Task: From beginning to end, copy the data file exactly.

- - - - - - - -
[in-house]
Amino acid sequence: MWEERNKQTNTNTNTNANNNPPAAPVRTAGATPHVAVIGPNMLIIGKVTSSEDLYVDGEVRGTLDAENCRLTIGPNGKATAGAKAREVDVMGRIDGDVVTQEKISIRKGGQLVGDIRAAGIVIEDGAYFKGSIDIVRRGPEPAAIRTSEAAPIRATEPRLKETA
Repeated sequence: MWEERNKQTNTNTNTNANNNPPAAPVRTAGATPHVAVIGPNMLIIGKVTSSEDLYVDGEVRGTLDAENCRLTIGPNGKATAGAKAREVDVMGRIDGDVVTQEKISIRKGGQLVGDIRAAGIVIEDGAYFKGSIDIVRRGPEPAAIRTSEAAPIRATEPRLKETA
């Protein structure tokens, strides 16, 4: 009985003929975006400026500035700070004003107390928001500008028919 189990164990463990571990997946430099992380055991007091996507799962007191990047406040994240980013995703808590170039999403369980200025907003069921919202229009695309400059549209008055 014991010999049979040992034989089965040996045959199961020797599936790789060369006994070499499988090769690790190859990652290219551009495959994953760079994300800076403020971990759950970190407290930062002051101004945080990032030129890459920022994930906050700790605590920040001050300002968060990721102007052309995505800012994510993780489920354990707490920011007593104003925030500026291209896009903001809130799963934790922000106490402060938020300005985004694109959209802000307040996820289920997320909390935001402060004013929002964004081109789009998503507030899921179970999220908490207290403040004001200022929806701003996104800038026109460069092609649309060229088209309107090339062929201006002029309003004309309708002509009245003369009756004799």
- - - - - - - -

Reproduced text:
[in-house]
Amino acid sequence: MWEERNKQTNTNTNTNANNNPPAAPVRTAGATPHVAVIGPNMLIIGKVTSSEDLYVDGEVRGTLDAENCRLTIGPNGKATAGAKAREVDVMGRIDGDVVTQEKISIRKGGQLVGDIRAAGIVIEDGAYFKGSIDIVRRGPEPAAIRTSEAAPIRATEPRLKETA
Repeated sequence: MWEERNKQTNTNTNTNANNNPPAAPVRTAGATPHVAVIGPNMLIIGKVTSSEDLYVDGEVRGTLDAENCRLTIGPNGKATAGAKAREVDVMGRIDGDVVTQEKISIRKGGQLVGDIRAAGIVIEDGAYFKGSIDIVRRGPEPAAIRTSEAAPIRATEPRLKETA
């Protein structure tokens, strides 16, 4: 009985003929975006400026500035700070004003107390928001500008028919 189990164990463990571990997946430099992380055991007091996507799962007191990047406040994240980013995703808590170039999403369980200025907003069921919202229009695309400059549209008055 014991010999049979040992034989089965040996045959199961020797599936790789060369006994070499499988090769690790190859990652290219551009495959994953760079994300800076403020971990759950970190407290930062002051101004945080990032030129890459920022994930906050700790605590920040001050300002968060990721102007052309995505800012994510993780489920354990707490920011007593104003925030500026291209896009903001809130799963934790922000106490402060938020300005985004694109959209802000307040996820289920997320909390935001402060004013929002964004081109789009998503507030899921179970999220908490207290403040004001200022929806701003996104800038026109460069092609649309060229088209309107090339062929201006002029309003004309309708002509009245003369009756004799």